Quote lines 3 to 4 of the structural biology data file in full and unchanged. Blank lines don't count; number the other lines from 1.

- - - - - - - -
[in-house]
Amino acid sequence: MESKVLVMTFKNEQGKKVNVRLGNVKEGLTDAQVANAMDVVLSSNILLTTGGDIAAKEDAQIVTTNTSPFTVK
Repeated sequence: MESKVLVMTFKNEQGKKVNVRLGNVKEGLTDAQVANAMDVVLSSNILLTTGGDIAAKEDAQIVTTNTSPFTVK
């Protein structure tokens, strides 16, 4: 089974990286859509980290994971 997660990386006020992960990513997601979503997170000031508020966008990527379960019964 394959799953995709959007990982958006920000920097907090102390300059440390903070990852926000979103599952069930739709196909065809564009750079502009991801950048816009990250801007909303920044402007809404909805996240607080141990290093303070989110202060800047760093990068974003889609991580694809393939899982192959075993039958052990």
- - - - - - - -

Repeated sequence: MESKVLVMTFKNEQGKKVNVRLGNVKEGLTDAQVANAMDVVLSSNILLTTGGDIAAKEDAQIVTTNTSPFTVK
């Protein structure tokens, strides 16, 4: 089974990286859509980290994971 997660990386006020992960990513997601979503997170000031508020966008990527379960019964 394959799953995709959007990982958006920000920097907090102390300059440390903070990852926000979103599952069930739709196909065809564009750079502009991801950048816009990250801007909303920044402007809404909805996240607080141990290093303070989110202060800047760093990068974003889609991580694809393939899982192959075993039958052990």